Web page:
Zobrist did no baseball activities from May to mid-July, only working out to stay in shape. Although he eventually ramped things up, he played in just 12 minor league rehab games in August before returning to the Cubs, a small number compared to the length of his absence.

Even Zobrist admitted upon his big-league return that his timing at the plate wasn’t where he wanted it to be. And yet, what he did in September was nothing short of impressive. In 21 games, he posted a .284/.377/.388 slash line, performing at a level many couldn’t have expected, considering the circumstances.

Zobrist's impact on the Cubs' lineup goes beyond what you see in the box score, however. Not only is he a switch hitter with some pop, but he has a keen eye for the strike zone and frequently puts together professional at-bats.

On a Cubs team that tends to expand the zone, Zobrist’s presence mattered. In his second game back, for example, he went 3-for-3 with two walks, helping the Cubs beat the Brewers 10-5. After the game, Brewers starter Chase Anderson pointed out how different the Cubs' lineup looks with Zobrist in it.

"They play the matchups really well and Zobrist makes that team so much better," Anderson said on Sept. 5. "Just bringing his presence to the top of the lineup, it changes their dynamic a little bit."

Where Zobrist stands entering 2020, though, is currently unclear.

Zobrist is set to hit free agency after the World Series and will turn 39 next May. Therefore, it’s possible that he’s played his last game in the big leagues, as he has little, if anything, left to prove at this stage in his career.

Ahead of the Cubs’ season finale on Sept. 29, Zobrist told reporters in St. Louis that he hasn’t thought about how much time he’ll take before deciding what’s next for him. His family situation will obviously play a big role in his decision, but if September showed anything, it's that he still has something left in the tank.

“I’m 38 but I got that feeling all over again,” Zobrist said following the Cubs’ season finale, a 9-0 loss to the Cardinals in which he pitched a scoreless inning. “Just really fun, you know? It’s a fun game. Sometimes you don’t come out on the winning end, but you still gotta have fun with it and enjoy it. I enjoyed it today."

The Cubs roster is expected to undergo changes this offseason, with center field, second base and the leadoff spot being just a few areas the team will look to address. The latter two spots became revolving doors during Zobrist’s absence, as the Cubs struggled to replace what he brought offensively.

Zobrist is past the point in his career of being an everyday player. However, he still could be a useful asset for the Cubs in a supporting role, bringing his veteran approach to the lineup when he plays while still offering an experienced voice in the clubhouse.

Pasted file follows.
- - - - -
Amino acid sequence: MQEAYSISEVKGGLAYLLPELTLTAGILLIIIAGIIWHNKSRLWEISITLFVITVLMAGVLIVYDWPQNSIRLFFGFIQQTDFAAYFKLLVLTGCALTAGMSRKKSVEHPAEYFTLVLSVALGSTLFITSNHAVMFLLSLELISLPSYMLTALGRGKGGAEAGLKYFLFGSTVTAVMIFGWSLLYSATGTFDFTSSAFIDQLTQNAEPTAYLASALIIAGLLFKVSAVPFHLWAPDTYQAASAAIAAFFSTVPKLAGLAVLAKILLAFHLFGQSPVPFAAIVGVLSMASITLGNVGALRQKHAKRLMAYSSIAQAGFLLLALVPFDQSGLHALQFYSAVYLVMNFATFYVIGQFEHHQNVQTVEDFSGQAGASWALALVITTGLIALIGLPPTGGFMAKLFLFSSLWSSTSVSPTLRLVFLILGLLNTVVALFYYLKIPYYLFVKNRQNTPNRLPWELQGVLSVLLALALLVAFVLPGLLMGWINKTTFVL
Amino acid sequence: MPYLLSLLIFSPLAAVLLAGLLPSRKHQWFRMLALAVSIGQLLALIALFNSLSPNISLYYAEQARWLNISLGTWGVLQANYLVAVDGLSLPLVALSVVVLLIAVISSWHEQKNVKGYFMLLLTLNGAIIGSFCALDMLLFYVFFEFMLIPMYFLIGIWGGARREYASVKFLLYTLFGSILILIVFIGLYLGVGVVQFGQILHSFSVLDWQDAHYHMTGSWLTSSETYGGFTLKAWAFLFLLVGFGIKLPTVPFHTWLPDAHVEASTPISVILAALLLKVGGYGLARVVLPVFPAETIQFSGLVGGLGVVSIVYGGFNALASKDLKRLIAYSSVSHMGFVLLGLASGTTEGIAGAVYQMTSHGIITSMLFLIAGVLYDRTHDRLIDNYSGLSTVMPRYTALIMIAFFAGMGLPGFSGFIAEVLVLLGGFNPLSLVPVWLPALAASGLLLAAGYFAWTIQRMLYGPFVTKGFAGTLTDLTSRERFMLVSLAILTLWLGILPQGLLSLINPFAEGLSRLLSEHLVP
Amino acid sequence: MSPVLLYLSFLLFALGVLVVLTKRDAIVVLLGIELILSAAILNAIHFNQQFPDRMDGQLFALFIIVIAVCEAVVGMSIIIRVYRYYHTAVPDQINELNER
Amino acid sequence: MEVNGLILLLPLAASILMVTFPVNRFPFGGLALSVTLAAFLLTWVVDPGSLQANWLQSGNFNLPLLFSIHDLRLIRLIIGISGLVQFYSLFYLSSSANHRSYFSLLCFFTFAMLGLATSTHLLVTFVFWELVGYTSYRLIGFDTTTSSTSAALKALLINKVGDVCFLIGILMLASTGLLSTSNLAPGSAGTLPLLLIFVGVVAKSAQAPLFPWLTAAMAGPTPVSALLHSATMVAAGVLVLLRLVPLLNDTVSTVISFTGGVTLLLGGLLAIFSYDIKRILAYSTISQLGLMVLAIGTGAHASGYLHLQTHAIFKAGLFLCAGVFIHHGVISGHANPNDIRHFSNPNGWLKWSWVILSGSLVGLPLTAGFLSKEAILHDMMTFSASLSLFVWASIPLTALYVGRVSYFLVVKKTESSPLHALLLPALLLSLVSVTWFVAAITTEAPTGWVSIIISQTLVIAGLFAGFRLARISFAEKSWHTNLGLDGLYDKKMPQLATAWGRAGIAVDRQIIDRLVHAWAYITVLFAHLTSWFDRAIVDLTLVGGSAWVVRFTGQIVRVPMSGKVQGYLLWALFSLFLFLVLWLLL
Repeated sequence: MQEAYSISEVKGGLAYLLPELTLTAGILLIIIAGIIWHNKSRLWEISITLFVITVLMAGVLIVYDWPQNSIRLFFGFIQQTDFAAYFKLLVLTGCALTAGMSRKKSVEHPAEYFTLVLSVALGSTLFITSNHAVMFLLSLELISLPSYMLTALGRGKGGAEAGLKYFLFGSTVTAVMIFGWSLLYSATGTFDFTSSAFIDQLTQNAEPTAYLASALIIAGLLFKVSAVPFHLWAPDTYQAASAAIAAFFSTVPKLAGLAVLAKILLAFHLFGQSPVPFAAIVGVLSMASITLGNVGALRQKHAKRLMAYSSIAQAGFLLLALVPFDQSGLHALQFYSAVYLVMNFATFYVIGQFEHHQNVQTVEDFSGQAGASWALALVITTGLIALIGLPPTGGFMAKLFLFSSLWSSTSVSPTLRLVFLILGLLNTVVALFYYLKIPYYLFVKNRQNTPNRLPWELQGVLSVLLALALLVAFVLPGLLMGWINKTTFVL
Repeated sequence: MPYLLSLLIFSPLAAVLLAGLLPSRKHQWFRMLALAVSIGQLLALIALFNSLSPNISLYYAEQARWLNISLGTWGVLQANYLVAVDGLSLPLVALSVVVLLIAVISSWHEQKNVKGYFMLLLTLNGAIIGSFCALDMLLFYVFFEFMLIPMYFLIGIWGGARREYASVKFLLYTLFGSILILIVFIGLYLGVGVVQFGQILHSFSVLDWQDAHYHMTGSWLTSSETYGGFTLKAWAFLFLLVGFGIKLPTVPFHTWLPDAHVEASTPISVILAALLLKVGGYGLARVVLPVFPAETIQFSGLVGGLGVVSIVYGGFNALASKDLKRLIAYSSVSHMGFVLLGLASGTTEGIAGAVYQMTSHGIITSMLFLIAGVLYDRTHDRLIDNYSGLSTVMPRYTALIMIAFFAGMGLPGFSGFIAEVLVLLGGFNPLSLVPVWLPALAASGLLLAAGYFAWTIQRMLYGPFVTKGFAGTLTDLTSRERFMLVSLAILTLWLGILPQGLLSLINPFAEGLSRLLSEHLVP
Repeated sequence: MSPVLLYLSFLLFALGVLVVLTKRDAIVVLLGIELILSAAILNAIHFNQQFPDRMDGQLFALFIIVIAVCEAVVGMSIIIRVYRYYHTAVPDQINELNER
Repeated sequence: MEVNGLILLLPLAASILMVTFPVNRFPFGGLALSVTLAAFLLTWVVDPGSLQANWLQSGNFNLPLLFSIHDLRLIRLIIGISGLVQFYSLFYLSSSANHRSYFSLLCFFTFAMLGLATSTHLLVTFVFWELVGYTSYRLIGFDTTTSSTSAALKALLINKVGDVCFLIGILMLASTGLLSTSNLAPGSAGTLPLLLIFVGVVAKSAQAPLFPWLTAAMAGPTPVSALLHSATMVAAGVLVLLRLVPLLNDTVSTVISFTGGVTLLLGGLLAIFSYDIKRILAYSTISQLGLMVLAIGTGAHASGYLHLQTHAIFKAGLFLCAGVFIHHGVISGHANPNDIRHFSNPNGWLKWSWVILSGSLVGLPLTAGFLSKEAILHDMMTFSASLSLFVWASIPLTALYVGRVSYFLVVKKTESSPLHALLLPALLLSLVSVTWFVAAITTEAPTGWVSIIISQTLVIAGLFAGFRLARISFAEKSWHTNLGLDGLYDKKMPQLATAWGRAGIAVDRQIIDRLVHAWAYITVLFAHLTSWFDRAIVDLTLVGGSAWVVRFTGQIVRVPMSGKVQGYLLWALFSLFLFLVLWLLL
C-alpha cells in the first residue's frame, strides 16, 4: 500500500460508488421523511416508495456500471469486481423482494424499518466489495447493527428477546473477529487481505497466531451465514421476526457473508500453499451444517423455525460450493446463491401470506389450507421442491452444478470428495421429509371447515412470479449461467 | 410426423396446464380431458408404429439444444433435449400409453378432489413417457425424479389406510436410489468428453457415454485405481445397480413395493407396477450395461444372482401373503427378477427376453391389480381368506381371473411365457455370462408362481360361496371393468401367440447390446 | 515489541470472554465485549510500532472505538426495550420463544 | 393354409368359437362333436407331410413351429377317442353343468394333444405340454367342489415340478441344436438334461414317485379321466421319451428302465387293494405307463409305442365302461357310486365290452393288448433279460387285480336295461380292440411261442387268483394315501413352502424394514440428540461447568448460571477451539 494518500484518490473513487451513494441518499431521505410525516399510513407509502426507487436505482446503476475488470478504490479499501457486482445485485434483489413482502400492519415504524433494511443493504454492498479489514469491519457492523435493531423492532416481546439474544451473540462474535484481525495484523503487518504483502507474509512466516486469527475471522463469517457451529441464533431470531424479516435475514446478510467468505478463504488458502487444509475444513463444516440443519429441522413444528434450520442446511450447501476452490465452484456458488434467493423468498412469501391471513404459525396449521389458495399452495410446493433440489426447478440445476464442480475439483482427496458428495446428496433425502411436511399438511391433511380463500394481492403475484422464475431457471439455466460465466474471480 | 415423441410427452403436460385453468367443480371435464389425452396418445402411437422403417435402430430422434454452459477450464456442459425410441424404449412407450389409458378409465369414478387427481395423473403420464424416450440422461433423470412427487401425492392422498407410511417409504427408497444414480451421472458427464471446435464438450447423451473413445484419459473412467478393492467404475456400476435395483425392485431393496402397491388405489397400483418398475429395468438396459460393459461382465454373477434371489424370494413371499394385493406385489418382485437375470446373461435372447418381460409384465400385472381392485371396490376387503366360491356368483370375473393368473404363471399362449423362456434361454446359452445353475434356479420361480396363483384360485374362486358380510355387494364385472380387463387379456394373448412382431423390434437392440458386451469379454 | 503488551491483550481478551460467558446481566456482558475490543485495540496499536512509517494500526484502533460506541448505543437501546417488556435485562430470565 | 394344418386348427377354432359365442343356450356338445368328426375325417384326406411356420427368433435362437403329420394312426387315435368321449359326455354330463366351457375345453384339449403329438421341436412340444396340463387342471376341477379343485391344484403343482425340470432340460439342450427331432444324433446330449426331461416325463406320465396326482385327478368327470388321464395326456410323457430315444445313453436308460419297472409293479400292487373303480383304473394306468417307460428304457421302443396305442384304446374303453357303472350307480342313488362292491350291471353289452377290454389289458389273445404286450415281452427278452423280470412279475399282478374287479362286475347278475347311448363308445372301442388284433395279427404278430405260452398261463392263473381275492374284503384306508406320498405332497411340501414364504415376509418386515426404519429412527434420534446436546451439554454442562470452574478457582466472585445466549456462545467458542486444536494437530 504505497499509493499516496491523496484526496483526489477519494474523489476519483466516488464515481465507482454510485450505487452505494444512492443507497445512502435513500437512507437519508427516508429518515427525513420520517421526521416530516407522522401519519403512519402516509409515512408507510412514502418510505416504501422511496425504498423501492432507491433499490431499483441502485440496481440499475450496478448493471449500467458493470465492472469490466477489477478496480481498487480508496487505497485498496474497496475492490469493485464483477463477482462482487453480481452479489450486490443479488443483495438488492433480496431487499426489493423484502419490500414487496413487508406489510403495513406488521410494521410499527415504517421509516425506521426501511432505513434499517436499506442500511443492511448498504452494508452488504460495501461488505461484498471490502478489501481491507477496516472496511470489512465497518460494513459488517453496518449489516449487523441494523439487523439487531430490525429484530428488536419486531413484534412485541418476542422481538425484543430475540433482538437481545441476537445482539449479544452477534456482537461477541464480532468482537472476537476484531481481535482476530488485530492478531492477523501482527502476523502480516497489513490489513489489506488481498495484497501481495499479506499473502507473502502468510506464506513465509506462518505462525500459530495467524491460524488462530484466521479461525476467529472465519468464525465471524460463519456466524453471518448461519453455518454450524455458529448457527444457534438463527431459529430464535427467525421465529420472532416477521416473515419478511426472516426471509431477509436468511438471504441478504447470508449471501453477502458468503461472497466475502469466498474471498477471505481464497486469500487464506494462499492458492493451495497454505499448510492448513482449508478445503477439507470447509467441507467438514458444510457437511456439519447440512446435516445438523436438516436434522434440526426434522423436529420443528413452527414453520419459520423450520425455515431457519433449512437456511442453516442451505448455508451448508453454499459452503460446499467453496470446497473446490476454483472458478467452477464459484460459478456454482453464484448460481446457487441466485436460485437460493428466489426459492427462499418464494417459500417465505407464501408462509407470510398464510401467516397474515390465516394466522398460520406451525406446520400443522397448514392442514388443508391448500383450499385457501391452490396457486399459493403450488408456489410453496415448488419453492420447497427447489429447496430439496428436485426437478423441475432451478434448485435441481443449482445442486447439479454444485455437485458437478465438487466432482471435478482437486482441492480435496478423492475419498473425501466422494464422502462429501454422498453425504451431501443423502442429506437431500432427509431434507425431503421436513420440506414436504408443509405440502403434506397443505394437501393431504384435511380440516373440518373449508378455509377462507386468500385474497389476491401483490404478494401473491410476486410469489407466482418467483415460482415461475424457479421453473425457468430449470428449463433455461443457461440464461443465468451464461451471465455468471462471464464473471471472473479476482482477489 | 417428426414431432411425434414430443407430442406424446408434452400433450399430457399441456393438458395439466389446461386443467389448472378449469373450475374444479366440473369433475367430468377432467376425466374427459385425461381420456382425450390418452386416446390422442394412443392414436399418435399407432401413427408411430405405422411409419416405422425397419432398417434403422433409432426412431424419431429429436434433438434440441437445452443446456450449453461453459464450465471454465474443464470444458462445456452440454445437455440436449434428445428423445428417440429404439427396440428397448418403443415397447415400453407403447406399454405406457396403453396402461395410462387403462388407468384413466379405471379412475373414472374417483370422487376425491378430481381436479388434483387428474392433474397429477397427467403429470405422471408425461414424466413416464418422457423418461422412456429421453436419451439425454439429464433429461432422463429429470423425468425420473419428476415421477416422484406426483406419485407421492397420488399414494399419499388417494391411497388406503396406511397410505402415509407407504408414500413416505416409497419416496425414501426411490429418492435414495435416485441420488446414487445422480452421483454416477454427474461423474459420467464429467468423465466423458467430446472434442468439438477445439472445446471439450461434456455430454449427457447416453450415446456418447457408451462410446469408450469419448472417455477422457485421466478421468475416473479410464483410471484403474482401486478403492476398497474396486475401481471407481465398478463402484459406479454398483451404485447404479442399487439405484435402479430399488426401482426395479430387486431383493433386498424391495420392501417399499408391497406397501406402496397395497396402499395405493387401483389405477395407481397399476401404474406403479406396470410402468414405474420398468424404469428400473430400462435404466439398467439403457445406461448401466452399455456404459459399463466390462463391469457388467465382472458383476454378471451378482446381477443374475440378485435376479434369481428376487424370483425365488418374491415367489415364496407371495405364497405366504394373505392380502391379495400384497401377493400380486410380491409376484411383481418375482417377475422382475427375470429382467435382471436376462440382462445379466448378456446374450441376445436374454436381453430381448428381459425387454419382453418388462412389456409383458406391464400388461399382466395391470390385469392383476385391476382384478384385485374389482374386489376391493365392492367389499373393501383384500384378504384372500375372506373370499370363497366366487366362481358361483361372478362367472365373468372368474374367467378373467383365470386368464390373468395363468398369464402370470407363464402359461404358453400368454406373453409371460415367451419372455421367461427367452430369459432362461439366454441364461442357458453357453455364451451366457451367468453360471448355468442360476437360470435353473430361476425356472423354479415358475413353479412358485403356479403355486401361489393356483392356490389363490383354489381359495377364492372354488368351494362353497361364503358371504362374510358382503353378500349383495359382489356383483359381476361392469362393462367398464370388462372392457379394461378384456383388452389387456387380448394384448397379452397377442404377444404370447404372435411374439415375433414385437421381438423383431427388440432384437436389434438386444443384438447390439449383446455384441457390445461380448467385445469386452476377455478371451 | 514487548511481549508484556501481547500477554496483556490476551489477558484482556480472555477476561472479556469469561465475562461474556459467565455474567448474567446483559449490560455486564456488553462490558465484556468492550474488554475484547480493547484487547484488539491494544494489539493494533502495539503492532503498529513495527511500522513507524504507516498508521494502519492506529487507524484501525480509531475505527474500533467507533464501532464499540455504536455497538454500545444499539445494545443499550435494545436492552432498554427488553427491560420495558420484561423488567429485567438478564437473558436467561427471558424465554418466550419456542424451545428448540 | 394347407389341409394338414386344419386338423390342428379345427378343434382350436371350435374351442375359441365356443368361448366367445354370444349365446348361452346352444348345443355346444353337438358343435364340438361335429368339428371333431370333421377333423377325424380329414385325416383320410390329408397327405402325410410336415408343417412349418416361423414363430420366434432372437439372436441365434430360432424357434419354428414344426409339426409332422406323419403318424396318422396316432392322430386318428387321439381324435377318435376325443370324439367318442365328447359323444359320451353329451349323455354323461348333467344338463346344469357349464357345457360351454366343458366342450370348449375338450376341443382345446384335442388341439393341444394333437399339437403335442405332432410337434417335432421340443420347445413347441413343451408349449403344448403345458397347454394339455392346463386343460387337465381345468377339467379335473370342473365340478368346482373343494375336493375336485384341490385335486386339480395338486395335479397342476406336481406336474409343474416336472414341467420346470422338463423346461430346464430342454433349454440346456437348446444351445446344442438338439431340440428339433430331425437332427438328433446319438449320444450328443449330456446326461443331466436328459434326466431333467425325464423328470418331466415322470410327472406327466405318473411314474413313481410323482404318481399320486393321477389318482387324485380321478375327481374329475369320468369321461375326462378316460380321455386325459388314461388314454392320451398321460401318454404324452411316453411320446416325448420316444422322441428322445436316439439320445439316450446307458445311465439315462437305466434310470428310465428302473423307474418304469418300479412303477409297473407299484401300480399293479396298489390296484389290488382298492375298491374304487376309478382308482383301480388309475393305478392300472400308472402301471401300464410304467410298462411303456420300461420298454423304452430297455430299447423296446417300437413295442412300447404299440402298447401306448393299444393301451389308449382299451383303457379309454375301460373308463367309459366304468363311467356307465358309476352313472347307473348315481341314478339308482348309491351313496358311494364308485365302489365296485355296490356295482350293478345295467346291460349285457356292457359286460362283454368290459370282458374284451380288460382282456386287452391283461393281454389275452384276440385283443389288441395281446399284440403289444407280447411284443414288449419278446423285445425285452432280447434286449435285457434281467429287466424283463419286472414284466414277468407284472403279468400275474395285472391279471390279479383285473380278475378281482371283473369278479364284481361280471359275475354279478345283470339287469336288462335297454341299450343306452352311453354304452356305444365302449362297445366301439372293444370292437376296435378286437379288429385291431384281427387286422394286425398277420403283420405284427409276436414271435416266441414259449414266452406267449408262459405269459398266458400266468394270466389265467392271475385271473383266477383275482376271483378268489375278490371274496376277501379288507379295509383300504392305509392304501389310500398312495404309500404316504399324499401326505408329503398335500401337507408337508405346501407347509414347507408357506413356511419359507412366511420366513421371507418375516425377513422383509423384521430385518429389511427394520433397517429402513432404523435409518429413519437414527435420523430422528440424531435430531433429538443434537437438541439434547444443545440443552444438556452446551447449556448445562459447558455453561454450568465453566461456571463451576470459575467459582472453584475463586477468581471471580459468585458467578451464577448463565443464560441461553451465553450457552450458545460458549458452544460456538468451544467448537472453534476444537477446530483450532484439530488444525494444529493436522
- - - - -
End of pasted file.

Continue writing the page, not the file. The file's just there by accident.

“I take a lot of joy in that role, just being a supporting guy and being a part of winning clubs and part of winning atmospheres and cultures,” Zobrist said on Sept. 29. “The Chicago Cubs have been that since I’ve been around. This year we didn’t make the playoffs — we still have a winning record — (but) the kind of relationships that are built here and the culture that’s been built here is definitely a winning one.”

After the Cubs announced that they wouldn’t retain Joe Maddon for 2020, Zobrist acknowledged that more changes were likely coming in the offseason. Only time will tell what that means for the veteran utilityman — should he continue playing.

Whether he retires or joins a different team for 2020, though, Zobrist will look back on his four seasons with the Cubs fondly.

“(They’re) just the most passionate fans I’ve ever met,” he said of Cubs fans. “They’re very loyal, very passionate and it’s been such a pleasure to be a part of that team that beat the curse back in ’16, so I feel that still, when I see Cubs fans, there’s a lot of them that hug me and thank me for being a part of that.

“I’ll always look back at [my] time here — I don’t know what’s going to happen in the offseason — but look back at these four years and [be] very grateful to be able to be part of a group like this and be able to do what we did while I was here.”

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Cubs Talk Podcast: An ode to Joe Maddon and looking to the next era

USA Today

Cubs Talk Podcast: An ode to Joe Maddon and looking to the next era

On the latest Cubs Talk Podcast, Tony Andracki, Kelly Crull, Scott Changnon and Jeff Nelson give us their memories of Joe Maddon's time with the Cubs and discuss David Ross and Joe Espada's candidacy to be the next manager.

01:30 Kelly's memories of Joe from the perspective of a reporter

06:00 Going back to Hazleton with Joe

07:45 Joe's legacy as manager of the Cubs

16:00 How Joe impacted Javy Baez' career

18:00 David Ross and Joe Espada may be the leaders to replace Joe Maddon.

Listen here or via the embedded player below:


Click here to download the new MyTeams App by NBC Sports! Receive comprehensive coverage of your teams and stream Cubs games easily on your device.